ADRIAN — Michigan State Police has officially taken over the investigation into the disappearance of Dee Warner.
Last week, Lenawee County Sheriff Troy Bevier announced he had asked the state police to become the lead agency in the 16-month-old investigation into what happened to the Tipton woman.
In a news release issued Tuesday afternoon, state police officials said the agency is taking over and asked anyone with information about what happened to Warner to call the MSP tip line at 855-MICHTIP (855-642-4847) or submit their tips online at www.michigan.gov/MICHTIP.
Warner was last seen April 24, 2021, at her home in Franklin Township. The sheriff's office was the lead investigative agency with assistance from the state police and FBI. The three agencies formally created a task force in March to better share resources.
Since Warner disappeared, law enforcement has searched the Warner home and farm business properties, both shortly after her relatives reported her missing and in October. Warner's brother's family also hired a private investigator, attorney Billy Little Jr. of Arizona, after they became unhappy with the sheriff's office's handling of the case.
Little and Warner's brother, Gregg Hardy of Tipton, have made allegations that Warner's husband, Dale Warner, is responsible for Dee's disappearance. Little has said his investigation shows Dale had financial motive involving Dee's trucking business and the family's farm business.
In an update livestreamed July 24 on the YouTube show "The Interview Room" hosted by retired homicide detective Chris McDonough, Little alleged that the sheriff's office's lead detective in the case had a romantic relationship with a first cousin of an employee of Dee's trucking business, who Little considers to be an accomplice.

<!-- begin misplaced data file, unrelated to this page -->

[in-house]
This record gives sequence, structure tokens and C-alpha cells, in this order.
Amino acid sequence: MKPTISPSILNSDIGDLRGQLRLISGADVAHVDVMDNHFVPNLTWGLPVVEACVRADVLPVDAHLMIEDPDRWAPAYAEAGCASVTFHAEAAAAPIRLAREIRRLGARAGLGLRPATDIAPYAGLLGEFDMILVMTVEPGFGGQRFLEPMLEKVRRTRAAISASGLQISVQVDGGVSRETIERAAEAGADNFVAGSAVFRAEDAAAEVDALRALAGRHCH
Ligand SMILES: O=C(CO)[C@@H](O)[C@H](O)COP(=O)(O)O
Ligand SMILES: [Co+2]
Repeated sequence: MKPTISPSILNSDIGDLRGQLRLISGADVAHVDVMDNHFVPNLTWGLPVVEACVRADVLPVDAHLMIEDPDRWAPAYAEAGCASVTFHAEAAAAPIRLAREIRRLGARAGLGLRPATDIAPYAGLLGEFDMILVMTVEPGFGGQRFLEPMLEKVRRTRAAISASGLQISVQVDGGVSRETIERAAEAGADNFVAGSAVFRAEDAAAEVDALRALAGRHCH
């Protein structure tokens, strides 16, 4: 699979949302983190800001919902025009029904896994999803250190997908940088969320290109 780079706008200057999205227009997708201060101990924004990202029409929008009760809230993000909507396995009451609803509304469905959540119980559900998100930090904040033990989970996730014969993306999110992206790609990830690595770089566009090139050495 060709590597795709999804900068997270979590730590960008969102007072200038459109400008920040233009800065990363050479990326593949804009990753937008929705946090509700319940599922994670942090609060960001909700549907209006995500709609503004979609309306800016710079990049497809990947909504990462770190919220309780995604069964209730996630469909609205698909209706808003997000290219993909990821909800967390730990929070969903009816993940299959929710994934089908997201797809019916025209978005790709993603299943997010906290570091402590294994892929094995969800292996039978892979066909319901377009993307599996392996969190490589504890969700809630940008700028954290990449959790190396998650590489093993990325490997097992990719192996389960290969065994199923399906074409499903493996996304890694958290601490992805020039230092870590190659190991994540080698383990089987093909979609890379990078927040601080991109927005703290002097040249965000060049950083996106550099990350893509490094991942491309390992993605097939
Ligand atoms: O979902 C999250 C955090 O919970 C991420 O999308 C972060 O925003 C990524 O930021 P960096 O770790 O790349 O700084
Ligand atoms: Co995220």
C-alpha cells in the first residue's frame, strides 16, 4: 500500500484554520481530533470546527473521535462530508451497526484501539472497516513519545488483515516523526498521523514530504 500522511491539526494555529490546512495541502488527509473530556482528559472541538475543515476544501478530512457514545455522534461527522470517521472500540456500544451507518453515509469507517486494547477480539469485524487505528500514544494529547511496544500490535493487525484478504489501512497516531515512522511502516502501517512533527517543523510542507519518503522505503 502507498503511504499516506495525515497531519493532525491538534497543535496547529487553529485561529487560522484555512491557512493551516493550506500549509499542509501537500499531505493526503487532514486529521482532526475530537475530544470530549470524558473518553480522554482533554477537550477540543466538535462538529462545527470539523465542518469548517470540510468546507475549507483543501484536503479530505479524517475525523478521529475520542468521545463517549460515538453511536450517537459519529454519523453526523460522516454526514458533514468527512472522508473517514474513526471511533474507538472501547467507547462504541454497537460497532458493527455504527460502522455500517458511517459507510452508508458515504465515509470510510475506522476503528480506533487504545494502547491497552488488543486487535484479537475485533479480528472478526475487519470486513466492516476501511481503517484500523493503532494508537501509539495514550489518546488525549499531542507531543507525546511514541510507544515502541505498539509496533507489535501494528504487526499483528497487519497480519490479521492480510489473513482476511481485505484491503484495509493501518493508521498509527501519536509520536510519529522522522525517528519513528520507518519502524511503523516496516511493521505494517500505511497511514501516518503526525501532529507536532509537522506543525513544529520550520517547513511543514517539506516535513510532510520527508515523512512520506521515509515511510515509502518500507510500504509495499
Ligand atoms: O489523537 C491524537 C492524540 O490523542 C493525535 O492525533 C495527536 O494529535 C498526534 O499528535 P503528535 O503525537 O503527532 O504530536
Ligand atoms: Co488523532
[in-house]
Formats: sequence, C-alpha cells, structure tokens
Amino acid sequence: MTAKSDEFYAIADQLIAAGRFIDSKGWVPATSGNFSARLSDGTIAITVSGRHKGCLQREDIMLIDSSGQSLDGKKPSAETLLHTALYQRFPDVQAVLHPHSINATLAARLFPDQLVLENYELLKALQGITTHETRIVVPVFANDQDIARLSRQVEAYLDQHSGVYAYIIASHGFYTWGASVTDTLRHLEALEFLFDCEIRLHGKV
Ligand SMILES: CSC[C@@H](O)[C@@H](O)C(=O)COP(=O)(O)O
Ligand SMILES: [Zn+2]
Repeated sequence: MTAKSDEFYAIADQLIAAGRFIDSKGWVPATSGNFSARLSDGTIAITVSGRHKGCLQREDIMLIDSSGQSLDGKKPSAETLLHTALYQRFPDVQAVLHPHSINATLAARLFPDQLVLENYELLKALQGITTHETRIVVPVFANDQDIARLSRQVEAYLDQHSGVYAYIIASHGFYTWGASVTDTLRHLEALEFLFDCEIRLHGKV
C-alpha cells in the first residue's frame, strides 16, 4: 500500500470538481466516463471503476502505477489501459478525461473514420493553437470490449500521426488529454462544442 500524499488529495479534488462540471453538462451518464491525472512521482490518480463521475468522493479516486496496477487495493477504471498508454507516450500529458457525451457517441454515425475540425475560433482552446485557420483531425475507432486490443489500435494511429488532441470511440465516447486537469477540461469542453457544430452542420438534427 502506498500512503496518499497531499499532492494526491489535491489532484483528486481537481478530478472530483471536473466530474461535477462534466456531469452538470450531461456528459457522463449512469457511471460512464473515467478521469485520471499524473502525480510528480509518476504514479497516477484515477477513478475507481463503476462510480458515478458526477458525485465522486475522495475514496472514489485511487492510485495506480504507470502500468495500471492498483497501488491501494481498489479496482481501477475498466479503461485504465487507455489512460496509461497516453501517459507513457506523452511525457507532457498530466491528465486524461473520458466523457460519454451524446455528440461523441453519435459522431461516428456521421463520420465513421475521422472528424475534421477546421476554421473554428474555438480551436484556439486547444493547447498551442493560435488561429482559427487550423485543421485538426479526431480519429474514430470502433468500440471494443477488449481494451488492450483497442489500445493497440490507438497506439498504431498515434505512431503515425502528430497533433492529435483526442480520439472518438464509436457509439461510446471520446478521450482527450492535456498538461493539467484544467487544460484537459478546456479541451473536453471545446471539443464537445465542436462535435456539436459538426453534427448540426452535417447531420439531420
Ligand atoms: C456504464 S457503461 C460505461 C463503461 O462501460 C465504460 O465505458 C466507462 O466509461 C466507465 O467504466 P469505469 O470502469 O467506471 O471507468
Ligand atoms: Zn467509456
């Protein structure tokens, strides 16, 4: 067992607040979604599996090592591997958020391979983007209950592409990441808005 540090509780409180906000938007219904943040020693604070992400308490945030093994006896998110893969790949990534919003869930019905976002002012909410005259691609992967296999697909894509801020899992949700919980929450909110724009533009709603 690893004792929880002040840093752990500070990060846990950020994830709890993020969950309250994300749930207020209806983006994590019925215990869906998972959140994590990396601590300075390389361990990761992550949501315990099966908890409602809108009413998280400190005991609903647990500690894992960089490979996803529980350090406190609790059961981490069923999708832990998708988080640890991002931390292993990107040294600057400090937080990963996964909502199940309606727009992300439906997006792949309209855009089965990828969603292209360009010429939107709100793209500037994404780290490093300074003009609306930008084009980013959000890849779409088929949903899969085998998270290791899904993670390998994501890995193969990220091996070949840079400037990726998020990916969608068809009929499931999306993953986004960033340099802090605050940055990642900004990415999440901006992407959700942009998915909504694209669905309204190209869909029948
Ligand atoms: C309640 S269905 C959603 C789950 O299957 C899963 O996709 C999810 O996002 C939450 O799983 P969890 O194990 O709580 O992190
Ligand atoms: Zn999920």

Bevier declined to comment on that allegation after a rally Aug. 1 at the old Lenawee County Courthouse in Adrian where he announced he had asked the state police to take the lead in the case. Many in attendance sought the transfer of the case to the state police, and Little criticized the sheriff's office's investigation when he addressed the crowd.
According to Little, Dee planned to tell Dale on April 24, 2021, she would be divorcing him and wanted to sell the businesses. One of Dee's friends let the Warners' young daughter spend the night with her because Dee expected a volatile argument between herself and Dale.
The next morning, a Sunday, one of Dee's daughters and granddaughter stopped by the Warners' home at about 9:30 a.m. for breakfast and Dee was not there.
Dale, according to Little, said after they fought that night, Dee laid down on the living room floor and he gave her a massage until she fell asleep, then he moved her to the couch, where she was asleep at 6 a.m. when he left the house to spray fertilizer on the farm fields.
There is no evidence that Dee left the house on her own that morning and no evidence she withdrew large sums of money from her bank accounts or used her passport as if she was going to another country as Dale has suggested, Little has said.
Neither Dale Warner nor his attorney have returned phone calls. The former employee of the trucking business declined to comment when contacted last week by The Daily Telegram.
This article originally appeared on The Daily Telegram: Michigan State Police take over Dee Warner investigation